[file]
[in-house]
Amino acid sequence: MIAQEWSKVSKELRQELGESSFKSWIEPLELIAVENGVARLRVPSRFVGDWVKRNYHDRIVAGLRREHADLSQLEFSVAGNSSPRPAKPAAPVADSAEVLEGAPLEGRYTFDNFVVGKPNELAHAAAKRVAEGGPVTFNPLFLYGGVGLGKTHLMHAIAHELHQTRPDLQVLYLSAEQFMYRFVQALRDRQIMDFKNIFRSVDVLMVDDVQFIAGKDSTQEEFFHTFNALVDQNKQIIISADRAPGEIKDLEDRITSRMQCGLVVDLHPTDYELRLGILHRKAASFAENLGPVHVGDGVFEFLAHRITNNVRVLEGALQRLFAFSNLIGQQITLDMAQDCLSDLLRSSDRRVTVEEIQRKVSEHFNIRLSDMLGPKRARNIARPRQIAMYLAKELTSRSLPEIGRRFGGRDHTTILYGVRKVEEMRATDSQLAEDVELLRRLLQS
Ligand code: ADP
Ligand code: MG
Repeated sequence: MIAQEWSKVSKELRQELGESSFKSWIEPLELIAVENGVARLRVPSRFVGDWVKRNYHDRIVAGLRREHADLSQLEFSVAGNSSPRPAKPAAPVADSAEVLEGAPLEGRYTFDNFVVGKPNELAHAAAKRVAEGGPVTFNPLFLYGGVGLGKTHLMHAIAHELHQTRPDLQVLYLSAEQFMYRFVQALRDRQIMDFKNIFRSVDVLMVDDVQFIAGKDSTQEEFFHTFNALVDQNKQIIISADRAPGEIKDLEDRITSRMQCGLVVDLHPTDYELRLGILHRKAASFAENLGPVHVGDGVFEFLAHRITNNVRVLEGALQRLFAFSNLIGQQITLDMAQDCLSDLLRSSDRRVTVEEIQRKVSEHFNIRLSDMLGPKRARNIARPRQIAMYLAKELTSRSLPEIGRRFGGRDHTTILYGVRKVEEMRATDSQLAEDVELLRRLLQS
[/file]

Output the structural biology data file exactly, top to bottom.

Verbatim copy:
[in-house]
Amino acid sequence: MIAQEWSKVSKELRQELGESSFKSWIEPLELIAVENGVARLRVPSRFVGDWVKRNYHDRIVAGLRREHADLSQLEFSVAGNSSPRPAKPAAPVADSAEVLEGAPLEGRYTFDNFVVGKPNELAHAAAKRVAEGGPVTFNPLFLYGGVGLGKTHLMHAIAHELHQTRPDLQVLYLSAEQFMYRFVQALRDRQIMDFKNIFRSVDVLMVDDVQFIAGKDSTQEEFFHTFNALVDQNKQIIISADRAPGEIKDLEDRITSRMQCGLVVDLHPTDYELRLGILHRKAASFAENLGPVHVGDGVFEFLAHRITNNVRVLEGALQRLFAFSNLIGQQITLDMAQDCLSDLLRSSDRRVTVEEIQRKVSEHFNIRLSDMLGPKRARNIARPRQIAMYLAKELTSRSLPEIGRRFGGRDHTTILYGVRKVEEMRATDSQLAEDVELLRRLLQS
Ligand code: ADP
Ligand code: MG
Repeated sequence: MIAQEWSKVSKELRQELGESSFKSWIEPLELIAVENGVARLRVPSRFVGDWVKRNYHDRIVAGLRREHADLSQLEFSVAGNSSPRPAKPAAPVADSAEVLEGAPLEGRYTFDNFVVGKPNELAHAAAKRVAEGGPVTFNPLFLYGGVGLGKTHLMHAIAHELHQTRPDLQVLYLSAEQFMYRFVQALRDRQIMDFKNIFRSVDVLMVDDVQFIAGKDSTQEEFFHTFNALVDQNKQIIISADRAPGEIKDLEDRITSRMQCGLVVDLHPTDYELRLGILHRKAASFAENLGPVHVGDGVFEFLAHRITNNVRVLEGALQRLFAFSNLIGQQITLDMAQDCLSDLLRSSDRRVTVEEIQRKVSEHFNIRLSDMLGPKRARNIARPRQIAMYLAKELTSRSLPEIGRRFGGRDHTTILYGVRKVEEMRATDSQLAEDVELLRRLLQS